India need to iron out some rough edges
India are the world champs in the T20 format, but as a disciplined and peppy New Zealand team showed, there are sections of the game that warrant closer examination, reports Anand Vasu.cricket Updated: Feb 28, 2009 23:10 IST
New Zealand Cricket used two broad themes to market India's tour. The first — “The Rockstars are coming” worked perfectly with the second - “This is cricket, anything can happen.” For the NZC, India’s tour was of huge significance with telecast rights being sold for NZ$ 25 million. For the New Zealand team, the tour was critical for it gave them a chance to consolidate recent gains and show that the Australia experience wasn’t one-off.
Indian fans will be disappointed at the 0-2 result in the Twenty20 series, but the captain and the coach will not mind it too much. Every team has to lose at some stage and it’s better that it came now, ahead of June’s T20 World Cup in England. India are the world champs in this format, but as a disciplined and peppy New Zealand team showed, there are sections of the game that warrant closer examination.
The first major concern will be the lack of pace bowling firepower. In the second match the injury to Ishant Sharma showed just how lucky Irfan Pathan is to be making the cut. The Baroda left-armer insists that he is not an all-rounder and that his primary role is with the ball in hand, but if it were not for his handy batting he would have been left behind some time ago. He bowled creditably in parts on Friday, but in Twenty20 cricket even one bad over is enough to tilt the balance of the game.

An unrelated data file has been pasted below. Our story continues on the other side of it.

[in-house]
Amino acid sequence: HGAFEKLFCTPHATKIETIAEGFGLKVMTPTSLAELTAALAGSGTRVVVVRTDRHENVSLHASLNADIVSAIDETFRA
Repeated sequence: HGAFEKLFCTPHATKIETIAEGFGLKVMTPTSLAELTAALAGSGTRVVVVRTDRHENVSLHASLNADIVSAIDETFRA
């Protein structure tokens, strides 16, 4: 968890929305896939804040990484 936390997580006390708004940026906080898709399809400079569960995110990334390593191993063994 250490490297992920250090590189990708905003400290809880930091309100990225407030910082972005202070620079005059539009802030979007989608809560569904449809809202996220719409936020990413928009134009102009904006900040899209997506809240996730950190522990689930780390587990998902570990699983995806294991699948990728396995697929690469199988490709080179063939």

The second issue that Kirsten will spend some time on is the challenge of bringing some sort of batting consistency to a format that rewards fearlessness and shows scant respect for restraint. If you look at the format as one of 120 balls (rather than 20 overs) then the need for at least one meaty partnership becomes apparent. Someone, perhaps Raina, will have to be assigned the designated role of holding the innings together and controlling the tempo. Mahendra Singh Dhoni performs the role admirably in ODIs, but for some reason seems reluctant to back himself to bat up the order and do the same in Twenty20 cricket.
In some ways Ravindra Jadeja was fortunate to get a game but the manner in which he used it shows just how streetsmart a cricketer he is. His left-arm spin was measured and restrictive, and when he had the bat in hand he surprised the Kiwis by clearing the ropes with ease. Add his electric fielding to the mix and you have something close to the complete package for limited overs cricket. If nothing, he has been the revelation from these two matches and you can be sure you'll be hearing more about him. Shane Warne gave Jadeja the nickname "Rockstar" when they were team-mates at the IPL and he'll be chuckling away to himself at how apt NZC's marketing campaign was. The Rockstar has indeed arrived.